This sequence has a definite—and, for this season, uncharacteristic—“plot maintenance” feeling, in that it involves bringing the characters up to speed on facts that the viewer knows. Yet Lynch maintains a sense of mystery and menace by adding a discordant element to the scene. While Knox explains the situation to her superior Colonel Davis (Ernie Hudson) over the phone, a filthy, bedraggled man walks steadily towards her down a long hallway. This figure appears, significantly, as Knox utters the line, “His head is not here,” and he is accompanied by an ominous humming. Ultimately, Knox returns to the morgue and the man passes by uneventfully, but in the moment the tension is positively excruciating. The shallow focus and Knox’s obliviousness to the encroaching threat give this passage the fleeting atmosphere of a daylight horror film. (The filthy man, not incidentally, resembles a figure who is briefly glimpsed in a Buchkorn holding cell in Part 2 before he inexplicably dematerializes.)
In another scene that explicitly elaborates on forensic particulars, FBI agent Tamara Preston (Chrysta Bell) explains her earlier findings regarding Dale Cooper’s fingerprints to Gordon Cole (David Lynch) and Albert Rosenfield (Miguel Ferrer). Namely, she reveals that the print on Mr. C’s left ring finger (the “spiritual finger,” as the mystically-minded Cole names it) is the mirror image of Cooper’s corresponding print. Cole connects this to a vocal tic they witnessed when interviewing Mr. C, who mispronounced "very" as the reversed "yrev." The proximal meaning of this anomaly is less significant than what it seems to confirm on an instinctual level: That the man being held in a federal prison is not Dale Cooper, in some puzzling but unmistakable way.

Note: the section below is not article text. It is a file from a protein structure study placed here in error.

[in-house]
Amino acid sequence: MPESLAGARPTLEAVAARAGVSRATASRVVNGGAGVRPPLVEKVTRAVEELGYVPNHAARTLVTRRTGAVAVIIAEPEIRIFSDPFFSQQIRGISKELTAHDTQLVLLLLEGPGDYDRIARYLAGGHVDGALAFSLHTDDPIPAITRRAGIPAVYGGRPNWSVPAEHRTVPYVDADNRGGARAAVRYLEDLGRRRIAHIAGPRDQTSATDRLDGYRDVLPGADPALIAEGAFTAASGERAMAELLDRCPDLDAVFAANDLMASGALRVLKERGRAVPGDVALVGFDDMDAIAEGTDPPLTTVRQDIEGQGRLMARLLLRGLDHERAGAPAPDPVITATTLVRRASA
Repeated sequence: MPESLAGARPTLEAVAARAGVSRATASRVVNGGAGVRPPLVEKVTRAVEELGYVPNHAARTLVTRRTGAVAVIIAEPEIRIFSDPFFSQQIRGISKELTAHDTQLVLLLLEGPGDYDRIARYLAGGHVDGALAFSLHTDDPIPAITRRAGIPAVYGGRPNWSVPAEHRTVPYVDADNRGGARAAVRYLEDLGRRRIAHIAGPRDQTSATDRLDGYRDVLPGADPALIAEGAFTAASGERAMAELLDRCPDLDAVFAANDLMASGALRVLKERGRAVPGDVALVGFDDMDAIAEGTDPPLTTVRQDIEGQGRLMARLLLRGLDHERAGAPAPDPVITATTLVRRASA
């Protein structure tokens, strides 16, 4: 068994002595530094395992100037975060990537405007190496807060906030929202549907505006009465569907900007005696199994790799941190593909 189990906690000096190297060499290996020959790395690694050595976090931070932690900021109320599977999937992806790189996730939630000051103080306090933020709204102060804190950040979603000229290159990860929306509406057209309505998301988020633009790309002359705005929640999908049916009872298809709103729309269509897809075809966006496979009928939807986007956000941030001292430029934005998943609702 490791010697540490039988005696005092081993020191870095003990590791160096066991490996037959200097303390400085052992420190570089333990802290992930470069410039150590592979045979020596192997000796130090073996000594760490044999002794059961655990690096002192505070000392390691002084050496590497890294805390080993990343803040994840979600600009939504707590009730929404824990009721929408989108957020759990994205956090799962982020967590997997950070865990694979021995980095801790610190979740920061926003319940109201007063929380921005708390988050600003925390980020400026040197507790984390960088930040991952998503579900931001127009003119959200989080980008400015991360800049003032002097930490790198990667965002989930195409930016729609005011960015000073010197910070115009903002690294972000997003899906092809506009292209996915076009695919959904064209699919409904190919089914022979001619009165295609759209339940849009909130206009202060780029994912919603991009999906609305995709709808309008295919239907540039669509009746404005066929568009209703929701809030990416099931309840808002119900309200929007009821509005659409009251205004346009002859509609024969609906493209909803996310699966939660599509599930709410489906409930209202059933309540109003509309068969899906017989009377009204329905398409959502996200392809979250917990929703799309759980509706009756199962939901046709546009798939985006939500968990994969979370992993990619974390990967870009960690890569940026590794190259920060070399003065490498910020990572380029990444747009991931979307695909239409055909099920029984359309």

Notwithstanding Tamara’s discovery and his own first-hand meeting with Mr. C, Gordon coerces Cooper’s former assistant Diane Evans (Laura Dern) to fly to South Dakota, in the hopes that she can verify their conclusions. Despite her evidently venomous hatred for Cooper, Gordon, and the FBI in general, Diane eventually acquiesces. Her fraught exchange with Mr. C, dripping with a hidden history of loathing, convinces her that something is indeed horribly wrong with this man who wears Cooper’s face. “It isn’t time passing, or how he’s changed, or the way he looks,” she explains to Gordon through shuddering tears. “It’s something here,” she declares, pointing at her own chest, before gulping down a mini-bottle of booze to recover her courage. (Her spiteful toast: “Cheers. To the FBI.”)
Diane’s confrontation with Mr. C—featuring an exacting yet dizzyingly raw performance by Dern—hints at a disturbing story of abuse and betrayal that Frost and Lynch leave ambiguous, at least for the moment. This caginess might contrast with this episode’s pattern of forthright explanation, but it’s consistent with Frost and Lynch’s general preference for oblique reference rather than straightforward exposition. For every pivotal scene like Hawk’s Cliff Notes on Seasons 1 and 2, or Knox finally laying eyes on Briggs' time-defying remains, Part 7 offers up three or four vague indications of yet more mysteries and misdeeds.
Despite the show’s often mischievous opacity, in this instance that reticence is frequently a concession to the authenticity of character and scene. Diane’s exchange with Mr. C achieves greater pathos by not elaborating on precisely why it unnerves her so profoundly. The lack of clarity hints at trauma so deep, Diane can barely dwell on it, let alone discuss it. (“You and I will have a talk sometime,” she promises Gordon with an exhausted sob.) Likewise, Mr. C doesn’t need to explain the significance of the name Joe McClusky or that of the severed dog legs to Warden Murphy (James Morrison)—or to the viewer, for that matter. The only immediately relevant fact is that Mr. C somehow knows a secret so devastating that the Warden is willing to let Mr. C and Ray Monroe (George Griffith) walk out the door—and provide them with a car and a loaded gun for their troubles—rather than allow that secret to come to light.